The masterplan shows the qualities that impressed the Committee. We believe it has dealt thoughtfully with the important heritage elements on site and the riverside setting.
Preservation and protection
Working closely with English Heritage, we created a phased regeneration masterplan to enable the retention of as much of the built heritage as possible. This included the Calder and Hebble Warehouse, one of the very earliest types of warehouse still in existence. Where new additions were necessary, care was taken in design and material selection to complement the scale and grain of the original elements.
Phase 1 delivered the David Chipperfield designed Hepworth Gallery to the north of the site and a mixed use development to the south. This approach provided new life to the site’s perimeter, leaving the central warehouse for delivery in a later phase.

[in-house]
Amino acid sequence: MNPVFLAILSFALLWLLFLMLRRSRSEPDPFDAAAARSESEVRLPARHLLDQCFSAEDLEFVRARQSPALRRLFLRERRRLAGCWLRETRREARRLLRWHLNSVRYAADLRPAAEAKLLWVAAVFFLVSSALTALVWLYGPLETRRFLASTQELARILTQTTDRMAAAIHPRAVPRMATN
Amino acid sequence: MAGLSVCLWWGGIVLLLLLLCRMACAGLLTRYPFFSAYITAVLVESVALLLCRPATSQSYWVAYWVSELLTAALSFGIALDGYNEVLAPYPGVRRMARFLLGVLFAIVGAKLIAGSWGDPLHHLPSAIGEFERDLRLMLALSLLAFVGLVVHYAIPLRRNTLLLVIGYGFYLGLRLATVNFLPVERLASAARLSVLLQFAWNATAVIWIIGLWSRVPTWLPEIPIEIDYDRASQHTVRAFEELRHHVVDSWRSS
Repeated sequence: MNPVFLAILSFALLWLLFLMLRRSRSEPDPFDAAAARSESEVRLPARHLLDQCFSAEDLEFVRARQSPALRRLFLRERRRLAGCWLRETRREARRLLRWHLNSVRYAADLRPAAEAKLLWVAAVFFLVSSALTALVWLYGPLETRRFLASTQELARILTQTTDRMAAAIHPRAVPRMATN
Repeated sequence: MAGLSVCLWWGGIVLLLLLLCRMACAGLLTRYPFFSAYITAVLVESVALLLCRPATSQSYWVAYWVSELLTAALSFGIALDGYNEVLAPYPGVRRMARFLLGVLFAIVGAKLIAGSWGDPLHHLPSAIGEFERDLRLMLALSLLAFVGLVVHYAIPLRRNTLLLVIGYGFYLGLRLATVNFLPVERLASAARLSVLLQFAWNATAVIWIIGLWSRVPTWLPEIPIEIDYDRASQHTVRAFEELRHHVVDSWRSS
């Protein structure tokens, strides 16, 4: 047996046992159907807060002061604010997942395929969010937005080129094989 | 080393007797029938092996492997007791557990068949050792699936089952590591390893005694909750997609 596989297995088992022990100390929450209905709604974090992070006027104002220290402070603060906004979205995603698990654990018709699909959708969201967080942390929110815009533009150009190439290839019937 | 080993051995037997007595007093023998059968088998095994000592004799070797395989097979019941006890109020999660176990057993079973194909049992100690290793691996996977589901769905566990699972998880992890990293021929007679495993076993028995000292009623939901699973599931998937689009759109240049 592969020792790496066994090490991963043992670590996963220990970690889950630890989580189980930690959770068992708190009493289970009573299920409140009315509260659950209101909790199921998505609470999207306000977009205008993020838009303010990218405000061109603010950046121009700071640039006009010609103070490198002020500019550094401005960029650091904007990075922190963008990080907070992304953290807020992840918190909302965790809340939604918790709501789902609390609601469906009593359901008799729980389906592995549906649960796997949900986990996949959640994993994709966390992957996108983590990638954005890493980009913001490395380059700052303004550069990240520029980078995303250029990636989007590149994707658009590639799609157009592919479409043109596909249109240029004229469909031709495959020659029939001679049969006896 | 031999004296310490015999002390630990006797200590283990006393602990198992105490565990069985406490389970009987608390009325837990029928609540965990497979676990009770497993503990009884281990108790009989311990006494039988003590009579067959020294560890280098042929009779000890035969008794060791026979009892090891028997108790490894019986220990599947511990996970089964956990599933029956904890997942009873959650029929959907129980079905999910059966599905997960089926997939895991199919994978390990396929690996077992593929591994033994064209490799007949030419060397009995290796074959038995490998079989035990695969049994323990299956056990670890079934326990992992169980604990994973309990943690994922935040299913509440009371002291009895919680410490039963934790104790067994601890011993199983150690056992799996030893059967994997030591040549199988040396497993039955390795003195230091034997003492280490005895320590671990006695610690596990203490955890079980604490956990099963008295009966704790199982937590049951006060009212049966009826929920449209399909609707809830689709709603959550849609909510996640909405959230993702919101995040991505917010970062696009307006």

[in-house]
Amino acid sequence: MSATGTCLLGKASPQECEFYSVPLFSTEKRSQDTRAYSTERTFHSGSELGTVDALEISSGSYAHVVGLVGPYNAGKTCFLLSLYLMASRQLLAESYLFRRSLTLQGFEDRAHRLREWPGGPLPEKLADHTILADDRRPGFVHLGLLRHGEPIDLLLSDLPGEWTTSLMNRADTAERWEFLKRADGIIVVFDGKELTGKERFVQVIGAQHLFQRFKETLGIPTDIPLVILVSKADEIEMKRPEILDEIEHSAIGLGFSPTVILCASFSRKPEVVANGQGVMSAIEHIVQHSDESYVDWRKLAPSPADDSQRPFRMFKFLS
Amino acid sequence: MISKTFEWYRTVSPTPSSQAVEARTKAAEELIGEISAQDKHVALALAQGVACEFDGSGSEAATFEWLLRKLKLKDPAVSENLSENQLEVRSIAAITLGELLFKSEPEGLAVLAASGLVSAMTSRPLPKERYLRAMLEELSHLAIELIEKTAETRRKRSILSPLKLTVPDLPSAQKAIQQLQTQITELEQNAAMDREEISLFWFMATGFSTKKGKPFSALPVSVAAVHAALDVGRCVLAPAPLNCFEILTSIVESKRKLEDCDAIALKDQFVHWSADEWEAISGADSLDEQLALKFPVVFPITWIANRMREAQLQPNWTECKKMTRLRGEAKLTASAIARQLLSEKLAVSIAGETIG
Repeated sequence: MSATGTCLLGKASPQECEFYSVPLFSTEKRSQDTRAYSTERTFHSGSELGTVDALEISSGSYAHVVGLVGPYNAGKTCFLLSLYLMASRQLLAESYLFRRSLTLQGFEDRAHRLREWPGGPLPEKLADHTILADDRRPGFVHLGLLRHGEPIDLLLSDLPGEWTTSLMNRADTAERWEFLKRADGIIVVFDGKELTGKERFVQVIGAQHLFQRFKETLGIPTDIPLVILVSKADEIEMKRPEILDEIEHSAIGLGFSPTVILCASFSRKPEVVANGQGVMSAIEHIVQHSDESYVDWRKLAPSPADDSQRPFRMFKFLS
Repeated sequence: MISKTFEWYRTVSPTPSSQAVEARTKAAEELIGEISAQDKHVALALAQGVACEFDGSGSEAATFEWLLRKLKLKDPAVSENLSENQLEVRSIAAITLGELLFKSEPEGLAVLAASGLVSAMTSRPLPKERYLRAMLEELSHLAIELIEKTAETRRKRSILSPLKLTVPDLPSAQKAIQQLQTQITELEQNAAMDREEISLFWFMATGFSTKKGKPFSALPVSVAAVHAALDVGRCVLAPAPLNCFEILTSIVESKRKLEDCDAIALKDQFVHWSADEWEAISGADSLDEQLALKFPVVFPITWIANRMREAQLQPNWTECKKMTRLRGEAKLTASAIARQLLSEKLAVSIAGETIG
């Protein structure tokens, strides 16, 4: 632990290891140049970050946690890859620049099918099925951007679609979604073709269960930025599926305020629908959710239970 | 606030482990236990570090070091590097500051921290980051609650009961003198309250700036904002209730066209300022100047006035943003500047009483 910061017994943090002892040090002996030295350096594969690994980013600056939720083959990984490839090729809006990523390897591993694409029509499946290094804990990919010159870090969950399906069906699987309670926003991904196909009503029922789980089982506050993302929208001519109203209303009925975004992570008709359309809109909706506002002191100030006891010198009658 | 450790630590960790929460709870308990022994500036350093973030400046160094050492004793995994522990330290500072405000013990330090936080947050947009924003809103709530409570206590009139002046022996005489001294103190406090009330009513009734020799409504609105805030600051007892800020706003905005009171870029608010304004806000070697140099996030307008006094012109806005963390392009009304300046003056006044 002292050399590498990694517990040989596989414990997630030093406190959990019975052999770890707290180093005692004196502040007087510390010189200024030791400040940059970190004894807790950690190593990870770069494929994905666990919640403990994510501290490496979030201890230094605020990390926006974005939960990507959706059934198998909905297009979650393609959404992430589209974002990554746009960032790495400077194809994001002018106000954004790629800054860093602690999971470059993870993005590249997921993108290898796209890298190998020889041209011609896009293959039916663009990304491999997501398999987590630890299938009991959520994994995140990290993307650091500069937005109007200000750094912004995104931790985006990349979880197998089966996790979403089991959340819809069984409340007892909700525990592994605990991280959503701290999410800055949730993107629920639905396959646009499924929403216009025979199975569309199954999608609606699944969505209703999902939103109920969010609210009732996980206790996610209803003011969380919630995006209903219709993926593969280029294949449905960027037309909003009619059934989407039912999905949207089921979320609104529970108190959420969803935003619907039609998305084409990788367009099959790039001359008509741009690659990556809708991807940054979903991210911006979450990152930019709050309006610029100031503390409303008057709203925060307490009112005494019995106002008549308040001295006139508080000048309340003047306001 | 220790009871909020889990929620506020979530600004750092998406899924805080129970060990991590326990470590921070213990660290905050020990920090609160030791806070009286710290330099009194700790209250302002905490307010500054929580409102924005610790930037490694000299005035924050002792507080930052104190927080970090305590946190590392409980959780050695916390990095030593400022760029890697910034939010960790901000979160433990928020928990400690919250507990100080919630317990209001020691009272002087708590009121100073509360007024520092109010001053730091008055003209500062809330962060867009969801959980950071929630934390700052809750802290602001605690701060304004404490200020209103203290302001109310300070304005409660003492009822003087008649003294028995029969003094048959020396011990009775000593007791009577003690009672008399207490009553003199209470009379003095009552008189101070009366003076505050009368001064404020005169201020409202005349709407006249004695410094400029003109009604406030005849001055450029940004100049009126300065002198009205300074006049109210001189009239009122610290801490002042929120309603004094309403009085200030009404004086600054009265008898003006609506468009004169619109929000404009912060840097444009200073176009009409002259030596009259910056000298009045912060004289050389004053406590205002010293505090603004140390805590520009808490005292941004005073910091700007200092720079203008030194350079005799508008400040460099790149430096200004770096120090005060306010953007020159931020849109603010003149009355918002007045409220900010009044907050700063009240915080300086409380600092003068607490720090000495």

When developing the masterplan we were confronted with a number of challenges including the site’s frequent risk of flooding. Working closely with the Environment Agency and British Waterways we carried out a comprehensive flood risk assessment which informed our plans for containment measures.
This included a concealed flood barrier system only activated at times of high water levels to minimise the impact on views of the river. Care was taken to integrate these measures seamlessly into the built elements and public realm.
A vibrant new city quarter
An excellent example of how the modern renaissance of our waterways continues to transform our environment, creating education and business opportunities, injecting new life into formerly neglected areas and bringing communities together. This project clearly demonstrates what can be achieved with vision, commitment and partnership working.
Chief Executive, The Waterways Trust